Have a week-long canned food collection, where every can sentence the teacher or principal to one minute in detention, time out, or a fake jail. This can sometimes be successful enough to land the principal in detention for several hours, so be sure they can make a time commitment that day!
Find the total weight of the kids in your classroom (or management staff at your office), and use this number to set the poundage goal for your food drive. Bring everyone in to the foodbank for a tour, and they can all be weighed at once on our warehouse scales – kids love this! Call 304-523-6029 and ask to set up a warehouse tour.
Decorate paper grocery bags and hand them out to neighbors on your street. Explain the goal of your food drive and ask them to clean out their cupboards this week of anything they are willing to donate; leave a letter with the bag if they are not home. Collect the bags promptly as promised, but prepare to bring your car or bike for the pickup – canned food is heavy!
Encourage staff or members to skip lunch or dinner once this week, and donate what they would have spent to the Fund Drive. Going without for one meal is also a great way to help those who participate appreciate the importance of foodbanks to hungry families.
This fundraiser was especially successful at Marshall University’s Drinko Library: 1 can = $1 off library fines. This could also work for parking fees, etc.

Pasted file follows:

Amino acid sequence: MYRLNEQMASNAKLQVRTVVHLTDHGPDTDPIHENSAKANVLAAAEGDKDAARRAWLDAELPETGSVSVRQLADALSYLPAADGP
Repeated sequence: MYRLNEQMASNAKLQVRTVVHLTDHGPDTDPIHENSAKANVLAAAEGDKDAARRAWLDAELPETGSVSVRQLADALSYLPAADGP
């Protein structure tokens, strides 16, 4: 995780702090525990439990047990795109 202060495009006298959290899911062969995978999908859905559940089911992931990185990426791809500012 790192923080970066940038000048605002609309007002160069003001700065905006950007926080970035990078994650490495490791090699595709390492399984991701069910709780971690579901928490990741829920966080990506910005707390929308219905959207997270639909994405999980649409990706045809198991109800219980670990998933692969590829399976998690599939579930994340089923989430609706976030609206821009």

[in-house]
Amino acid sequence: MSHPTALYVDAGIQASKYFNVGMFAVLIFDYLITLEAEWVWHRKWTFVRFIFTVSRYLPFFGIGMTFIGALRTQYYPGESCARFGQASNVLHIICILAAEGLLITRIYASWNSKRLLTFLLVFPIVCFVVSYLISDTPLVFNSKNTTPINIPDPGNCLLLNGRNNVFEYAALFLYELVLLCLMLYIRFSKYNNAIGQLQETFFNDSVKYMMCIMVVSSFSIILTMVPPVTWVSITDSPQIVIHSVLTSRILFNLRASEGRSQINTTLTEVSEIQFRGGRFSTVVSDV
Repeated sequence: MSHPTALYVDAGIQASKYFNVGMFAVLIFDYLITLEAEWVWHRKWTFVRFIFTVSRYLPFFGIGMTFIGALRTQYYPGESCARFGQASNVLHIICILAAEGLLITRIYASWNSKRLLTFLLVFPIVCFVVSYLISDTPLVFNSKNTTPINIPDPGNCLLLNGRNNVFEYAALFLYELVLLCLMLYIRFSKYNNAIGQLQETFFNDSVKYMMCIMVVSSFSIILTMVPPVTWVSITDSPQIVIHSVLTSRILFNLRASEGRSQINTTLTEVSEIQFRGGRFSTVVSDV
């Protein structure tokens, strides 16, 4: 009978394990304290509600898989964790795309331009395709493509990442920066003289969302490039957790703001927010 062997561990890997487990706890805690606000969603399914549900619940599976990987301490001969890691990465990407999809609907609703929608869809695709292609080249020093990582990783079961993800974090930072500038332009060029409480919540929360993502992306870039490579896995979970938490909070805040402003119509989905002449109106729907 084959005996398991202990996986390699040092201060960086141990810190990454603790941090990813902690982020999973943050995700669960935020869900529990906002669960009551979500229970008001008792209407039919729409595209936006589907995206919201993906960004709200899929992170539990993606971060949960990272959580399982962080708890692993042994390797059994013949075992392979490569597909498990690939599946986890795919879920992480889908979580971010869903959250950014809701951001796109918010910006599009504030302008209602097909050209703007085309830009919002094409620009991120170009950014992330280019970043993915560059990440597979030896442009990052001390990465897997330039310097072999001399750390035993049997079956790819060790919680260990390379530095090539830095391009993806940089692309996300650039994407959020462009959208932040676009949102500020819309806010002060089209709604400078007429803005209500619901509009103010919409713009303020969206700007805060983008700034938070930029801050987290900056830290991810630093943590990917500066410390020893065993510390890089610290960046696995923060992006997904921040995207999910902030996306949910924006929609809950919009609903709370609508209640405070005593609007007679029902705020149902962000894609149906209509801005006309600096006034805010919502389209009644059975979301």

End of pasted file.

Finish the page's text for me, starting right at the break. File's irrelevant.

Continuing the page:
Host an event, game night or movie, and charge an admission price of 1 can of food. If this is a large event, give a prize for the biggest donation.
Trade canned food for tickets, and raffle off prime parking spaces, casual-dress days, Sneak-Out-Early passes, extra recess time, etc.
Encourage giving in honor or in memory of a loved one.
Collaborate with your school’s rival and have a competition to see which school can collect the most cans. Track progress daily to keep momentum in the Food Drive and keep the competition going. Give a prize for the child who donates the most at one time, the one who donates the most during the whole drive, the Food Drive MVP (this might be a teacher), and be sure to recognize your volunteers. This can also work between business rivals or sports teams!
Create competition between classes/ grades/ departments with a Penny War. Label large jars or milk jugs with a team’s name so that it is clear where to drop donations. The twist: The only coins that count toward a team’s total are the pennies and the rest subtract! Sabotage your opponent by putting dollars or silver coins in their jars – kids love this. Keep track of which team is in the lead at the end of each day, and have an incentive for the winner.
Designate certain days during your drive for specific types of food collection (i.e. Tuna Tuesday). Being specific helps participants know what foods are good items to bring and increases variety.
Ask if your organization or business will match what your Food or Fund drive collects. They could pledge to match cash donations or to give $1 per can or pound of food.